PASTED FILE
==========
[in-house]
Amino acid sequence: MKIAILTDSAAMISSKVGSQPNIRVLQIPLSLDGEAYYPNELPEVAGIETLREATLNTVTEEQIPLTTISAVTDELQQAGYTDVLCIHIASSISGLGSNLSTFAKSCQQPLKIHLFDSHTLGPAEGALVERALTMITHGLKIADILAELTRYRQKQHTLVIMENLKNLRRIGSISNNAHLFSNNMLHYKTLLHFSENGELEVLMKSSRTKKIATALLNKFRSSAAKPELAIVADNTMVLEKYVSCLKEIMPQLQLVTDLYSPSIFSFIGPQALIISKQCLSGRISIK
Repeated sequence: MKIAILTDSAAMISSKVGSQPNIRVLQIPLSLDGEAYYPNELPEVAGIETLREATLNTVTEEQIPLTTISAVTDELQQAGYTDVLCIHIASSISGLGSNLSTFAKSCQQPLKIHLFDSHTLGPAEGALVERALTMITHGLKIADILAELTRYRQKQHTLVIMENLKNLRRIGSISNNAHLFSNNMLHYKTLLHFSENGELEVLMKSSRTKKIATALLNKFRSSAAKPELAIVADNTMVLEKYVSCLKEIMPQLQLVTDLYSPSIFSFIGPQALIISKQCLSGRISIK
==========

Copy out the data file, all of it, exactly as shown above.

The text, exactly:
[in-house]
Amino acid sequence: MKIAILTDSAAMISSKVGSQPNIRVLQIPLSLDGEAYYPNELPEVAGIETLREATLNTVTEEQIPLTTISAVTDELQQAGYTDVLCIHIASSISGLGSNLSTFAKSCQQPLKIHLFDSHTLGPAEGALVERALTMITHGLKIADILAELTRYRQKQHTLVIMENLKNLRRIGSISNNAHLFSNNMLHYKTLLHFSENGELEVLMKSSRTKKIATALLNKFRSSAAKPELAIVADNTMVLEKYVSCLKEIMPQLQLVTDLYSPSIFSFIGPQALIISKQCLSGRISIK
Repeated sequence: MKIAILTDSAAMISSKVGSQPNIRVLQIPLSLDGEAYYPNELPEVAGIETLREATLNTVTEEQIPLTTISAVTDELQQAGYTDVLCIHIASSISGLGSNLSTFAKSCQQPLKIHLFDSHTLGPAEGALVERALTMITHGLKIADILAELTRYRQKQHTLVIMENLKNLRRIGSISNNAHLFSNNMLHYKTLLHFSENGELEVLMKSSRTKKIATALLNKFRSSAAKPELAIVADNTMVLEKYVSCLKEIMPQLQLVTDLYSPSIFSFIGPQALIISKQCLSGRISIK